Oats, Pipes, Gaels
Elsewhere in his letters from Scotland, Keats plays the part of the unpleasable Englishman abroad to the hilt. The following are a just a selection of his complaints:
Inverary, July 18, to Tom, after listening to a band play:
“I must say I enjoyed two or three common tunes—but nothing could stifle the horrors of a solo on the Bag-pipe—I thought the Beast would never have done.—Yet was I doomed to hear another.”
Kilmelfort, July 20, to Tom, after hearing people speak Gaelic for the first time:
“I am for the first time in a country where a foreign Language is spoken—they gabble away Gaelic at a vast rate… Last night some Whisky Men sat up clattering Gaelic till I am sure one o’Clock to our great annoyance.”
Oban, July 21, to Tom, in a complaint about the food:
“I cannot manage the cursed Oat Cake.”
Doing Nothing in Early 1819
Keats’ precocious career can sometimes feel like an envy-inducing supernova of youthful energy. He seems to have done so much, and so well, in so little time. So it should perhaps be some comfort to everyone that he spent the first quarter of his “Annus Mirabilis” in 1819 doing very little mirabilis-ing. The chronologies assembled by Hyder Rollins and G. Kim Blank tell us that he ran errands and socialized often (he even went out dancing four times) but hardly wrote for most of the period from January to March. In a March 8th letter to his friend Benjamin Robert Haydon, he says,
“You must be wondering where I am and what I am about! I am mostly at Hampstead, and about nothing…not exactly on the road to an epic poem.”
I think there’s a lesson here about the somethings that sometimes come from “nothing.”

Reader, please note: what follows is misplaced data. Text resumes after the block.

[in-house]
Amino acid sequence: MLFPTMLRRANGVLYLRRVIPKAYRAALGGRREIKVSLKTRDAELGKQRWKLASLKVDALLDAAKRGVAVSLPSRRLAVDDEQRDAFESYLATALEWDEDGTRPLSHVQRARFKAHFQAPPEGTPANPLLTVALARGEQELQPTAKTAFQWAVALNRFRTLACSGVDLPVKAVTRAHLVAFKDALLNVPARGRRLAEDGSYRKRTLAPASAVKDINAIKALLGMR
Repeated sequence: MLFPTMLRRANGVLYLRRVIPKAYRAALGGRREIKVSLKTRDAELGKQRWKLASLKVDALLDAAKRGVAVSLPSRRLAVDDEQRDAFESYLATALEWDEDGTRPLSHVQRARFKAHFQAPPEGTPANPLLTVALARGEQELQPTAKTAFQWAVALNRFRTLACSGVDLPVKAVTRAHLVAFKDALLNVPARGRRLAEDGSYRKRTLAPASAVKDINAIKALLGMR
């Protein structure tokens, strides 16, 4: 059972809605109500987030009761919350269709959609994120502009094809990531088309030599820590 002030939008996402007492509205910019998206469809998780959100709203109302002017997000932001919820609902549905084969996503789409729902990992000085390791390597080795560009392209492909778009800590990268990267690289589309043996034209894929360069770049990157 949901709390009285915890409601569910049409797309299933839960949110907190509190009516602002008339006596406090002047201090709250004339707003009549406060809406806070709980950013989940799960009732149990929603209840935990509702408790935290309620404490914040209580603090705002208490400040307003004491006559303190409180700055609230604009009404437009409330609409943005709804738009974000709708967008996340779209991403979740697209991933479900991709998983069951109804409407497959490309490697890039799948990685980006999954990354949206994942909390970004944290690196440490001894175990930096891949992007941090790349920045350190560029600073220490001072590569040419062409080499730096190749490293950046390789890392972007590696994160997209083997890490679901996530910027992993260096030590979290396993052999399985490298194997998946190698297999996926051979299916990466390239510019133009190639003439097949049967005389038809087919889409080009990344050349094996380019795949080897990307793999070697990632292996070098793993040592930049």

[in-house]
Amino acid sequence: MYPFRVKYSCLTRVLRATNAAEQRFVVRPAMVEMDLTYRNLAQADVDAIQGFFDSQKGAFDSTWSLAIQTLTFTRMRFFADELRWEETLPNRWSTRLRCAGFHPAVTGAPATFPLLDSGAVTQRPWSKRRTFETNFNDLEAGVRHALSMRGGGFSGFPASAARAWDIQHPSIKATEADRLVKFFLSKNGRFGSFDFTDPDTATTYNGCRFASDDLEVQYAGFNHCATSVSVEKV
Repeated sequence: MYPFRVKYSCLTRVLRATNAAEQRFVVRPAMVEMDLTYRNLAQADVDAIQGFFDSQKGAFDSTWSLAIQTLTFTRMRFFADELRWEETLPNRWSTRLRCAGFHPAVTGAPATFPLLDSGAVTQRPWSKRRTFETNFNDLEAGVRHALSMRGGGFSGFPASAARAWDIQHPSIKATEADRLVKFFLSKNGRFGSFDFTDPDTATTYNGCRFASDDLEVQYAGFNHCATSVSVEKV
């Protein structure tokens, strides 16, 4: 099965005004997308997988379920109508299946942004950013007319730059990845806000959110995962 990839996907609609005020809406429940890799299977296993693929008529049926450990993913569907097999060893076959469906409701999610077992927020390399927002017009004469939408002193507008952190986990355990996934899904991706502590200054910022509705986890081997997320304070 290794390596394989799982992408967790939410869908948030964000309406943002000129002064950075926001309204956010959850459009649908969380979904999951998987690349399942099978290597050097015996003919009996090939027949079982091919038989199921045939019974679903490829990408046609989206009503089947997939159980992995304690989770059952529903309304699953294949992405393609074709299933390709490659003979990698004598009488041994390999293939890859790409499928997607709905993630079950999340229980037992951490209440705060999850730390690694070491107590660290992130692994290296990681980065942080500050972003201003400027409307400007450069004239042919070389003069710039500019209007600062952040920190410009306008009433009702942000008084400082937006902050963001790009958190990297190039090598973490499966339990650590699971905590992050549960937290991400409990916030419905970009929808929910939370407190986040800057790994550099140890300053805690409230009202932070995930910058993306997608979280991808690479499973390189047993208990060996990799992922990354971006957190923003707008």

Keats’s brother George and sister-in-law Georgianna (I know, that pairing is goofy as hell) emigrated to the United States in 1818. In America they missed out on the latest London fashions, including an early forerunner of the bicycle variously known as a vélocipède, draisienne, hobby-horse, or dandy horse—essentially a bike with no pedals. Keats gives the couple the rundown on the 17th of March, 1819:
“The nothing of the day is a machine called the velocipede. It is a wheel carriage to ride cock-horse upon, sitting astride and pushing it along with the toes, a rudder wheel in hand—they will go seven miles an hour—A handsome gelding will come to eight guineas; however they will soon be cheaper, unless the army takes to them. I look back upon the last month, I find nothing to write about; indeed I do not recollect anything particular in it. It’s all alike; we keep on breathing.”
It’s not clear if Keats ever got a chance to ride one himself. I also note the poignancy of “we keep on breathing” as stated by someone whose brother died of tuberculosis the previous December and who would do so himself in a little under two years.
The Cricket Ball
On Thursday, the 18th of March, 1819, after weeks and weeks of mostly doing nothing, John Keats was hit in the eye by a cricket ball. He writes about it to George and Georgianna the next day:
“Yesterday I got a black eye—the first time I took a cricket bat—Brown who is always one’s friend in a disaster applied a leech to the eyelid, and there is no inflammation this morning though the ball hit me directly on the sight—it was a white ball…”
The accident was lucky, in a way. To ease his pain, Keats seems to have taken a tincture of laudanum. At very least, he writes like he did:
“This morning I am in a sort of temper indolent and supremely careless: I long after a stanza or two of Thompson’s Castle of indolence—my passions are all asleep from my having slumbered till nearly eleven and and weakened the animal fibre all over me to a delightful sensation about three degrees on this side of faintness—if I had teeth of pearl and breath of lilies I should call it langour—but as I am I must call it Laziness…”
Further into the letter, he claims to be so relaxed that “Neither Poetry, no Ambition, nor Love have any alertness of countenance as they pass by me: they seem rather like three figures on a greek vase…” So, in this letter alone, we have both “indolence” and “a greek vase” as themes. Within a couple of months, he would write his six most famous odes, including “Ode on Indolence” and “Ode on a Grecian Urn.” Would he have written them without the psychic shakeup of getting hit by a cricket ball and recovering with opium? Probably. But it surely didn’t hurt—except, of course, when it did.
Geoffrey D. Morrison’s Falling Hour is available now from Coach House Books.